B.C. Interior fall moose hunt under review

B.C. Interior fall moose hunt under review

Study confirms struggling moose population dips below minimum targets

Uncertainties surrounding moose populations in several central Interior management units have prompted the government to hold off on announcing fall Limited Entry Hunts (LEH).

The B.C. Limited Entry Hunting Regulations Synopsis 2018-2019 was published this week, with bull moose hunts in MU 5-01 (Canim Lake/100 Mile House area), MU 5-02 B and C (150 Mile House to Horsefly, Moffat Lake and Quesnel Lake areas east of Williams Lake) as well as MU 5-13 A, B, C and 5-14 (west and north of the Fraser River between Williams Lake and Quesnel) all listed as TBD, or to be determined.

“There are additional uncertainties around these specific hunts that we are alerting hunters to as they make their draw selections,” said a spokesperson for the fish and wildlife branch Thursday, noting recent studies indicate bull/cow ratios in Zones 5-01, 5-02B, 5-02C, 5-13A, 5-13B and 5-14 are below provincial minimum targets.

“Tentative LEH authorizations may vary based on the speed of recovery actions that are ultimately employed. Management options are still under review.”

The spokesperson said that review, and ongoing collaboration with First Nations, will help inform final decisions on moose hunting in the North Chilcotin for fall 2018.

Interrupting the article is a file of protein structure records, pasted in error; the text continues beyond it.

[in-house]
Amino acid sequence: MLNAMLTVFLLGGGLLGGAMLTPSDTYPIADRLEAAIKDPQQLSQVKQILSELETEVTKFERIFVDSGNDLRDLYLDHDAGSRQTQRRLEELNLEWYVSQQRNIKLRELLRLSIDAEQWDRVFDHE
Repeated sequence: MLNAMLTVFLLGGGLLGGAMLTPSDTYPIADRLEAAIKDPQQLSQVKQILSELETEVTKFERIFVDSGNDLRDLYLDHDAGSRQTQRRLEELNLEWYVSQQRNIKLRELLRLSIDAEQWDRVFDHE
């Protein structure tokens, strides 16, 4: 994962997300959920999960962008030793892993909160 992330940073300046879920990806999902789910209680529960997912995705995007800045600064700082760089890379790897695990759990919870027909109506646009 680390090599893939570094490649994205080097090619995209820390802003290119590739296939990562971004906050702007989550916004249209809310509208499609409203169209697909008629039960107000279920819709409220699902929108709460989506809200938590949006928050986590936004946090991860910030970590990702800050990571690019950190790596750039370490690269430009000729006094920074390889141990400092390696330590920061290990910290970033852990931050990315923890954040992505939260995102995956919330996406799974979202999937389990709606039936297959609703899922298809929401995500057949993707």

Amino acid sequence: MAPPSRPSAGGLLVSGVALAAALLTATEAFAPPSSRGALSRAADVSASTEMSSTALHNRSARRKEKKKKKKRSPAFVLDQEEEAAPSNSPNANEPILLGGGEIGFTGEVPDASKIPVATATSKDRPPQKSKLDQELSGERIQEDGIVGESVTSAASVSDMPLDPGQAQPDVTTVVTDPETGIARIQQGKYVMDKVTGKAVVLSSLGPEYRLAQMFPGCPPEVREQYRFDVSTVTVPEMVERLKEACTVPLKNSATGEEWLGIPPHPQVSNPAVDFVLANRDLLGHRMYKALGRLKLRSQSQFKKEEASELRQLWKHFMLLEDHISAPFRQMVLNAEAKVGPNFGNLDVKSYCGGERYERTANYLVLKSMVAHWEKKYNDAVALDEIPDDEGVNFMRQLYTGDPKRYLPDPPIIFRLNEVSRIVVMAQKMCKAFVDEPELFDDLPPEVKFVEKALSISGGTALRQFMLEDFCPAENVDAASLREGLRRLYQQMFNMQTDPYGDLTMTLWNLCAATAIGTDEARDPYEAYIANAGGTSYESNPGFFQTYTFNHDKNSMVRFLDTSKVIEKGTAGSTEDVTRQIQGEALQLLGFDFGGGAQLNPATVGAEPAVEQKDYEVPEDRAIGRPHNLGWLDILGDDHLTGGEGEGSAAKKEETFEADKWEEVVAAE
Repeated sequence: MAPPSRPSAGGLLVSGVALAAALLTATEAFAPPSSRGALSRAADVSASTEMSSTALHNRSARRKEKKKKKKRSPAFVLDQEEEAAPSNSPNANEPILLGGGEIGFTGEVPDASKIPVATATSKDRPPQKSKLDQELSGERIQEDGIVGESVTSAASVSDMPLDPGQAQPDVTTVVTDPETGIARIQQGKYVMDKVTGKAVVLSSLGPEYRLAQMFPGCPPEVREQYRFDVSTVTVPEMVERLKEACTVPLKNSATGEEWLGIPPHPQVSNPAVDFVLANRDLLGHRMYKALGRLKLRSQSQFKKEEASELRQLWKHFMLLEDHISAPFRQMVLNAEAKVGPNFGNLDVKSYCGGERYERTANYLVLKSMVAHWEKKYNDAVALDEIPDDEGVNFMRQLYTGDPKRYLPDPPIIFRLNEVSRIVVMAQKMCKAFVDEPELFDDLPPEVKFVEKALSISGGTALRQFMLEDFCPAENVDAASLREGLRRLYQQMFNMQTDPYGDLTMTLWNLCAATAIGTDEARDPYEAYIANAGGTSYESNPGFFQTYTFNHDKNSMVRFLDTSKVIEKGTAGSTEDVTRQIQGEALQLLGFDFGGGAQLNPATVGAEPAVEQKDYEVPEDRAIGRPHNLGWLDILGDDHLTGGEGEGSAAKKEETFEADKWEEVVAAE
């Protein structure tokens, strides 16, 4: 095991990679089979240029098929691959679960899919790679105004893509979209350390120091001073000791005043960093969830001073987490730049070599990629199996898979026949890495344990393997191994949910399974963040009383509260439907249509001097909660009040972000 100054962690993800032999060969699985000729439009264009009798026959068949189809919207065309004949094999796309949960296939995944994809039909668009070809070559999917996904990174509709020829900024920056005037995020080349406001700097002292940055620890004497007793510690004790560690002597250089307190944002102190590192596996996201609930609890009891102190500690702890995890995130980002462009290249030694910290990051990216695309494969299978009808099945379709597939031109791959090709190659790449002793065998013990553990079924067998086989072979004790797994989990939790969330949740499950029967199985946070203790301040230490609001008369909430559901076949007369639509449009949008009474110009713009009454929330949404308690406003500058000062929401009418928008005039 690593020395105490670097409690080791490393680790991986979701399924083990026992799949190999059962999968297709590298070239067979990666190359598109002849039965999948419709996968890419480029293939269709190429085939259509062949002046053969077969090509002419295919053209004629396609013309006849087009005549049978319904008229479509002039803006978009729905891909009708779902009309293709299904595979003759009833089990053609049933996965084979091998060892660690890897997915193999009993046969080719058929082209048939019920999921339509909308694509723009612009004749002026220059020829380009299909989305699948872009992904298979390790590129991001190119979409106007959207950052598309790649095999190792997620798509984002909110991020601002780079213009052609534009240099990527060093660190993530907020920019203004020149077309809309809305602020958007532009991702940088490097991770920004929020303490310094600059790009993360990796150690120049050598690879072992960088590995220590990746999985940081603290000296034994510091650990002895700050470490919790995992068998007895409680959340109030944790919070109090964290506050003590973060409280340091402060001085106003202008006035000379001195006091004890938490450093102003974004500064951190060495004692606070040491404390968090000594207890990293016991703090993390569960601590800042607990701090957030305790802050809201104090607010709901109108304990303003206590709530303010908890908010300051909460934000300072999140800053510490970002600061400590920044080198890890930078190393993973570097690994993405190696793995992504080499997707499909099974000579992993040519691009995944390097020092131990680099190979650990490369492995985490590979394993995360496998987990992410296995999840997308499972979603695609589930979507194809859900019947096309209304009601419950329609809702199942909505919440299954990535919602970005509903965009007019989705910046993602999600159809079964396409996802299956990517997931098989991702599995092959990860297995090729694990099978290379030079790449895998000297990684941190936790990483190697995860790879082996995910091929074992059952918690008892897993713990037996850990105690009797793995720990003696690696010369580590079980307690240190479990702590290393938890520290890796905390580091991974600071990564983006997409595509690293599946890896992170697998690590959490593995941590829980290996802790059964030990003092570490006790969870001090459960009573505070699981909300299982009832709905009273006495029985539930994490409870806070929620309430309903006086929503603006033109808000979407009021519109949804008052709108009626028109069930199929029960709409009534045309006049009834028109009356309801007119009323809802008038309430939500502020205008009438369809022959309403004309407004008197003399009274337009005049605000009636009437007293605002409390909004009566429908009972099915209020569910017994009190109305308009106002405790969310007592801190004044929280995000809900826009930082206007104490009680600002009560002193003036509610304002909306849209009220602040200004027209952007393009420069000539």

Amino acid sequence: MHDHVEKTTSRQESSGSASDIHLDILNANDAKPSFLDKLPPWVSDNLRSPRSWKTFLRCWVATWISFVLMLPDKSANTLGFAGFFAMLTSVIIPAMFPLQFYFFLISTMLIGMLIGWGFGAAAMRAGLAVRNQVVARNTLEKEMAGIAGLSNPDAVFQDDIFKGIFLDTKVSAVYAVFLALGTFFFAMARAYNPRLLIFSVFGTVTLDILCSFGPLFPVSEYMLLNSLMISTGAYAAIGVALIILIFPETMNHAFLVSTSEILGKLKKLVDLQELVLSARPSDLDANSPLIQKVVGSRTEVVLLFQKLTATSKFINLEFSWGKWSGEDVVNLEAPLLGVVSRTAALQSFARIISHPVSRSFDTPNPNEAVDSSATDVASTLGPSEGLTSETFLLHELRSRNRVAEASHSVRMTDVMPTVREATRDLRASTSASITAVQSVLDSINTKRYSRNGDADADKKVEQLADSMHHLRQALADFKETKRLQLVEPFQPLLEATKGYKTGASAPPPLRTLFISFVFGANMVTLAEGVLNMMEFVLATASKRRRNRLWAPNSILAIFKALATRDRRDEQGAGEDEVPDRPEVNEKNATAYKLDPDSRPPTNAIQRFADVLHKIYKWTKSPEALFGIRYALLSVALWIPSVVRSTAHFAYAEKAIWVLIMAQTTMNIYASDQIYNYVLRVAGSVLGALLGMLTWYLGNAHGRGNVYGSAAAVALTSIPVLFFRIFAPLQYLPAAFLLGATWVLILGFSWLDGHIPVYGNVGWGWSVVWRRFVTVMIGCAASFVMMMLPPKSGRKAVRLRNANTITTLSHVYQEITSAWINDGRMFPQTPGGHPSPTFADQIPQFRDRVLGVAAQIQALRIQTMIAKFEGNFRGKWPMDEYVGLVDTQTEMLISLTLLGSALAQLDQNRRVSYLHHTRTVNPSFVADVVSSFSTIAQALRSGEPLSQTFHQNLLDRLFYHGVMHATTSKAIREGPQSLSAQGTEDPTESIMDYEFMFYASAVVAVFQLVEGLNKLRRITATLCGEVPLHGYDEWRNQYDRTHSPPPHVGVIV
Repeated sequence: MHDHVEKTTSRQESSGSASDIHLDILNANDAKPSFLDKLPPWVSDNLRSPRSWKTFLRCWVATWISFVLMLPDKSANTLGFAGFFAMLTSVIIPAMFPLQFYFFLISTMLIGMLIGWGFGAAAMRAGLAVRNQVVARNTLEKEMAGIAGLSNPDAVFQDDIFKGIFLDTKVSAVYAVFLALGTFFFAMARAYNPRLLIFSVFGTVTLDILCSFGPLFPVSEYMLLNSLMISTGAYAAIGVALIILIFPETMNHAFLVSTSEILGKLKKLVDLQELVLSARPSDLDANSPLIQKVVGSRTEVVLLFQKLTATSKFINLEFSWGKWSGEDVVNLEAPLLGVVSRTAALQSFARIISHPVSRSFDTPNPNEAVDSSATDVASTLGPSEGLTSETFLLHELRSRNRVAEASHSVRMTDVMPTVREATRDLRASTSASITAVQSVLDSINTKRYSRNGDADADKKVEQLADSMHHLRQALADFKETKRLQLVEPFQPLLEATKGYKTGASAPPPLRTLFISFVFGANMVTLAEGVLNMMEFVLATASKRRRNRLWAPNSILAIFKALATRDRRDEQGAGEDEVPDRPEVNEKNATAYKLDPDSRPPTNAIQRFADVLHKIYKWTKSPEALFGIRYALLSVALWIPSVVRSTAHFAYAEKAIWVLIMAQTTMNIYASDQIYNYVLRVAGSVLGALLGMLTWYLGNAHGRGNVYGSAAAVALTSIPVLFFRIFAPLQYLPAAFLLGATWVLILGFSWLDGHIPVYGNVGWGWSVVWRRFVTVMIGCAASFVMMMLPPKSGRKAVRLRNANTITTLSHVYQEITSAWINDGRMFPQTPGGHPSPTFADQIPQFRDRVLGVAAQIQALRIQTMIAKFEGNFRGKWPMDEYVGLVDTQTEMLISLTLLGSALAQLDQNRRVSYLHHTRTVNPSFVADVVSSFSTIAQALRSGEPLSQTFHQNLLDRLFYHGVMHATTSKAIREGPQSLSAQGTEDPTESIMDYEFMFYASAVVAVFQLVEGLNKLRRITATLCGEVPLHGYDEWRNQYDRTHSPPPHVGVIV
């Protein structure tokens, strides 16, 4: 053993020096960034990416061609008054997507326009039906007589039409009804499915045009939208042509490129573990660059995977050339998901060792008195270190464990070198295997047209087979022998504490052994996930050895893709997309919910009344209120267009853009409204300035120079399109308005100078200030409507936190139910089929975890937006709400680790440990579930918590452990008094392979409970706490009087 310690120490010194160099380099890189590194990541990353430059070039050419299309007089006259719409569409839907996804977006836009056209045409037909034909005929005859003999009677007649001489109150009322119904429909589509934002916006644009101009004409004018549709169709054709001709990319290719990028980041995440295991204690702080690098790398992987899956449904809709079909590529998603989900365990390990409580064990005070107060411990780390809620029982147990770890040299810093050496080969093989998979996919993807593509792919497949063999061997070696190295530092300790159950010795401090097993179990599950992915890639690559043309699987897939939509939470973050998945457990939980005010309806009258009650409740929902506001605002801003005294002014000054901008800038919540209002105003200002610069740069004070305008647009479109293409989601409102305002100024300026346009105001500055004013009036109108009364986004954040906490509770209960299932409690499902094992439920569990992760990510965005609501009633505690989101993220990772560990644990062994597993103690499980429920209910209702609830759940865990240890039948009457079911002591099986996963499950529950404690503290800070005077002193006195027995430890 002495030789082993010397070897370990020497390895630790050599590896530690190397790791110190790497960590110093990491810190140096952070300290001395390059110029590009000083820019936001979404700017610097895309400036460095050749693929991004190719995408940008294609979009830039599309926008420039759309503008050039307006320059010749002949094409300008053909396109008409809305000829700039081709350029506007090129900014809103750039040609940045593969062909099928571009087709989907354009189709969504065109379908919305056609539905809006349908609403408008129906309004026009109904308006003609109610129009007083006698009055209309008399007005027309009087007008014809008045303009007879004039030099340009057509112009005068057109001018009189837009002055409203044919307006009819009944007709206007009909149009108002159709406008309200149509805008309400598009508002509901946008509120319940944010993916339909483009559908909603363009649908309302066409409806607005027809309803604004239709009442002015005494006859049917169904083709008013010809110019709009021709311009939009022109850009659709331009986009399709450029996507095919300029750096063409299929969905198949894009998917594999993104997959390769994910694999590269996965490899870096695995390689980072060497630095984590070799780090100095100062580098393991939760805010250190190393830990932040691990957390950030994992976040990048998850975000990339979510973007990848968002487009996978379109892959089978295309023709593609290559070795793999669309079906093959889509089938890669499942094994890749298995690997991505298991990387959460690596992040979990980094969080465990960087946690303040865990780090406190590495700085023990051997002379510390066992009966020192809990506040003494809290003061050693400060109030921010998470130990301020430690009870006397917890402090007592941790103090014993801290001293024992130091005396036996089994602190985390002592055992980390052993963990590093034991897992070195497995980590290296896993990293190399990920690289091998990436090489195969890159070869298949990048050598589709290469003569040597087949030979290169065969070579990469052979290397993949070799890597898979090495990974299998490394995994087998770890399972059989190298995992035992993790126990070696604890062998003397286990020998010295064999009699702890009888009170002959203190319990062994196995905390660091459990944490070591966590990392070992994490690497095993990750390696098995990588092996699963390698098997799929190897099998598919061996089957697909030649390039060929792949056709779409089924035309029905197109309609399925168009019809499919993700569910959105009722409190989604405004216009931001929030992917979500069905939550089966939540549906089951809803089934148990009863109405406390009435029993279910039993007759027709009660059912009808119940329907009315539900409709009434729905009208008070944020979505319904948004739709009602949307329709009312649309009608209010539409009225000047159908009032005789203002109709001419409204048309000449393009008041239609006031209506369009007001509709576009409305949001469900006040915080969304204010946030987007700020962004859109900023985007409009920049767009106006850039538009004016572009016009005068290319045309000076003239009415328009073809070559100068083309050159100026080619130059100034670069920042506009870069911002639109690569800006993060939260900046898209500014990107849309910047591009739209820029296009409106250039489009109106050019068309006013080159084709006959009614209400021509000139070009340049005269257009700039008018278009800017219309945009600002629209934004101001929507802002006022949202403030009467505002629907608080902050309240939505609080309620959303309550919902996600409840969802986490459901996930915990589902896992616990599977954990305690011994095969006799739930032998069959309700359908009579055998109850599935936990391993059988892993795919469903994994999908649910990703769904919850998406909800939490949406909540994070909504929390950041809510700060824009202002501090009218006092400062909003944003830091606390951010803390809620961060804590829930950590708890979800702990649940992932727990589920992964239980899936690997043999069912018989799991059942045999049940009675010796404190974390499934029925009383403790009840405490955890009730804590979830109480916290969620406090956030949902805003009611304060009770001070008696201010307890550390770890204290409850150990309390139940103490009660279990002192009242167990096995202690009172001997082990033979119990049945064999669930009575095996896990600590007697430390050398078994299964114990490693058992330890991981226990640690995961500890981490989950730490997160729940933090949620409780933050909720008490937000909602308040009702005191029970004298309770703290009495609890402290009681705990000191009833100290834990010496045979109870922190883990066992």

Some of the zones in which bull/cow ratios are not meeting minimum targets were also heavily impacted by the 2017 wildfires, such as the Nazko and Riske Creek areas.

Read more: Moose hunting banned in Cariboo wildfire zones

“While wildfire can have beneficial impacts to wildlife, we are assessing whether increased sightability will be a factor in hunter success on a precautionary basis.”

The government said it expects the final determinations on LEH authorization numbers will be made in late May, a few days before the draw is run.

Read more: TNG supports project to recover moose

Dan Simmons, who has long lobbied for the banning of antlerless moose hunts, said this latest news, which confirms the dire state of the moose population, is disappointing.

“It shouldn’t have gotten to this point. They have got to get smart with their management and stop the killing of antlerless moose.”

Read more: First Nation band bans mushroom harvest in West Fraser Complex fire area